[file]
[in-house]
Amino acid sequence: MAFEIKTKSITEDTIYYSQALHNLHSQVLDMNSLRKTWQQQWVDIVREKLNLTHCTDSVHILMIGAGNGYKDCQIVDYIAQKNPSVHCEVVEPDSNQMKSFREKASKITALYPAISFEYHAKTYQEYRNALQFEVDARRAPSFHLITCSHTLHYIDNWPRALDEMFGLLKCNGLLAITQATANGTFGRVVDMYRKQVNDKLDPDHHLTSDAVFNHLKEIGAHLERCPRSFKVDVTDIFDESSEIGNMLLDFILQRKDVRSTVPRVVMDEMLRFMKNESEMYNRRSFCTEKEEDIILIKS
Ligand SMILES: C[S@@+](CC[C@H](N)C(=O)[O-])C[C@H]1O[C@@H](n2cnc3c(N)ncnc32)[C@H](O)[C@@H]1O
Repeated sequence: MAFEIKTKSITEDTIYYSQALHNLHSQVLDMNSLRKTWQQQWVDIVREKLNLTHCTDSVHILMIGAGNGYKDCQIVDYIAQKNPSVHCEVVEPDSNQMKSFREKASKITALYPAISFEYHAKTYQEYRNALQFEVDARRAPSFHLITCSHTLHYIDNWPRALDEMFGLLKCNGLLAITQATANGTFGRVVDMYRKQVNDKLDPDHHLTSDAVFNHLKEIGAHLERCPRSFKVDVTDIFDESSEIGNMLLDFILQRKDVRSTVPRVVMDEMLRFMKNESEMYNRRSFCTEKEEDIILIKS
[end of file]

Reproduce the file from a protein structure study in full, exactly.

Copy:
[in-house]
Amino acid sequence: MAFEIKTKSITEDTIYYSQALHNLHSQVLDMNSLRKTWQQQWVDIVREKLNLTHCTDSVHILMIGAGNGYKDCQIVDYIAQKNPSVHCEVVEPDSNQMKSFREKASKITALYPAISFEYHAKTYQEYRNALQFEVDARRAPSFHLITCSHTLHYIDNWPRALDEMFGLLKCNGLLAITQATANGTFGRVVDMYRKQVNDKLDPDHHLTSDAVFNHLKEIGAHLERCPRSFKVDVTDIFDESSEIGNMLLDFILQRKDVRSTVPRVVMDEMLRFMKNESEMYNRRSFCTEKEEDIILIKS
Ligand SMILES: C[S@@+](CC[C@H](N)C(=O)[O-])C[C@H]1O[C@@H](n2cnc3c(N)ncnc32)[C@H](O)[C@@H]1O
Repeated sequence: MAFEIKTKSITEDTIYYSQALHNLHSQVLDMNSLRKTWQQQWVDIVREKLNLTHCTDSVHILMIGAGNGYKDCQIVDYIAQKNPSVHCEVVEPDSNQMKSFREKASKITALYPAISFEYHAKTYQEYRNALQFEVDARRAPSFHLITCSHTLHYIDNWPRALDEMFGLLKCNGLLAITQATANGTFGRVVDMYRKQVNDKLDPDHHLTSDAVFNHLKEIGAHLERCPRSFKVDVTDIFDESSEIGNMLLDFILQRKDVRSTVPRVVMDEMLRFMKNESEMYNRRSFCTEKEEDIILIKS